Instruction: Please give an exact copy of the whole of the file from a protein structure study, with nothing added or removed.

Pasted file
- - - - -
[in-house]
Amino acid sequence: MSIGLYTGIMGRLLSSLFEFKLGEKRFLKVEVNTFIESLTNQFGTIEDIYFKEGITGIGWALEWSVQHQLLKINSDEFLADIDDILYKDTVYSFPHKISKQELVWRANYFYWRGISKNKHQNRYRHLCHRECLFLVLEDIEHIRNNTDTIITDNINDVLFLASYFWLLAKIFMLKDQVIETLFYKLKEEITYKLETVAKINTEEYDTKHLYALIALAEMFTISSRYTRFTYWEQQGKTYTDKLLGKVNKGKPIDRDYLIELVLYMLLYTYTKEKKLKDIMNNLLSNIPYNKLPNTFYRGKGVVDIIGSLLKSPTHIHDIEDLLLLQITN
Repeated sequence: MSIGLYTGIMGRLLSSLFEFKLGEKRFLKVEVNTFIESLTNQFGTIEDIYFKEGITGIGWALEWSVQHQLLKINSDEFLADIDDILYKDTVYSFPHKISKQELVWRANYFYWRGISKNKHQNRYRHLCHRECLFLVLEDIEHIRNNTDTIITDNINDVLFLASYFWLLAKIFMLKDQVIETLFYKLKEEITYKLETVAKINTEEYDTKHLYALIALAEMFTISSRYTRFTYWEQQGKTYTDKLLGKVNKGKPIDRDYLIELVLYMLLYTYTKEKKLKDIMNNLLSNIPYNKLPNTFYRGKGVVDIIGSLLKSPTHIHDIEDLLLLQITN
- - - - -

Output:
[in-house]
Amino acid sequence: MSIGLYTGIMGRLLSSLFEFKLGEKRFLKVEVNTFIESLTNQFGTIEDIYFKEGITGIGWALEWSVQHQLLKINSDEFLADIDDILYKDTVYSFPHKISKQELVWRANYFYWRGISKNKHQNRYRHLCHRECLFLVLEDIEHIRNNTDTIITDNINDVLFLASYFWLLAKIFMLKDQVIETLFYKLKEEITYKLETVAKINTEEYDTKHLYALIALAEMFTISSRYTRFTYWEQQGKTYTDKLLGKVNKGKPIDRDYLIELVLYMLLYTYTKEKKLKDIMNNLLSNIPYNKLPNTFYRGKGVVDIIGSLLKSPTHIHDIEDLLLLQITN
Repeated sequence: MSIGLYTGIMGRLLSSLFEFKLGEKRFLKVEVNTFIESLTNQFGTIEDIYFKEGITGIGWALEWSVQHQLLKINSDEFLADIDDILYKDTVYSFPHKISKQELVWRANYFYWRGISKNKHQNRYRHLCHRECLFLVLEDIEHIRNNTDTIITDNINDVLFLASYFWLLAKIFMLKDQVIETLFYKLKEEITYKLETVAKINTEEYDTKHLYALIALAEMFTISSRYTRFTYWEQQGKTYTDKLLGKVNKGKPIDRDYLIELVLYMLLYTYTKEKKLKDIMNNLLSNIPYNKLPNTFYRGKGVVDIIGSLLKSPTHIHDIEDLLLLQITN